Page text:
As this weekend’s NATO Summit came to a close, Obama left needing to raise $1.3 billion from Western European countries to support the ongoing efforts in Afghanistan. One reason Obama cannot get this funding is because Western Europe does not have enough money to give and refuses to spend when they are already in debt. They see American requests for aid to Afghanistan as leading them toward more financial debt. The U.S. cannot stabilize its economy, and Europe does not want more trouble should American advice, or interests go awry. Obama needs to prove that his spending policies are safe for the Western European economy.
To accomplish this task, Obama should implement his proposal to require banks to have more cash on hand, and change his other proposal to reward CEOs that make the most profit with the least risk. By tightening regulations, Obama will address European fears over whether spending can stabilize the economy during government debt.
Europeans fear another financial crisis. To counter this fear, they have implemented austerity measures and raised taxes. The idea behind this policy is that the government will increase its money to stabilize the economy. Once the government has funds, it can start buying again and continue buying if the economy starts to slump again. The underlying purpose is to keep the economy stable and prevent another financial crisis.
Financial regulations will accomplish exactly these two purposes. Enforcing a minimum of on-hand cash at banks and rewarding hedge fund CEOs for making large profits without risky deals will prevent banks from going into debt, which contributed to the financial meltdown in 2008. The cause of the financial crisis was hedge funds encouraging banks to risk lending more money than they had to homebuyers.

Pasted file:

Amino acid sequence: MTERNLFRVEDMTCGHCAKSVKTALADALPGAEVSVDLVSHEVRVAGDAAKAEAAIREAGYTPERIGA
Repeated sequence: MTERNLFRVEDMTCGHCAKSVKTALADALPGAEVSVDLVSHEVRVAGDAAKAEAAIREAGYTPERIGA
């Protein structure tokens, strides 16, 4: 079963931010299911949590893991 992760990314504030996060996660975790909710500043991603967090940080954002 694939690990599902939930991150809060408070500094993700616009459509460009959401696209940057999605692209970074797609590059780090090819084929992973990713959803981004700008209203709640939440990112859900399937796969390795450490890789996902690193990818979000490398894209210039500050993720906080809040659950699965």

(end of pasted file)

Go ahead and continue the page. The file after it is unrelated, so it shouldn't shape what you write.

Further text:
If hedge fund CEOs had not made such risky investments, they would not have lost so much money. The plan was this: hedge funds intentionally wanted banks to lend to homebuyers that they knew would default; banks could, then, sell houses for higher prices in foreclosures; these foreclosures would increase the value of mortgaged-backed securities to allow CEOs to buy low and sell high. But this process backfired when the housing bubble burst.
Had CEOs been rewarded for non-risky deals instead, banks would not have engaged in selling bad loans. Billions of dollars would not have been lost and banks would continue pushing the economy in an upward motion like they are supposed to be doing.
These financial regulations would stabilize the economy to show Germany that they no longer need to worry about saving in case of another financial meltdown. This scenario is exactly the reassurance Western Europe needs to spend on Afghanistan.
But, the economy is not the only problem needed to get Western Europe to contribute to funds for Afghanistan; a myriad of political problems plague the decision too.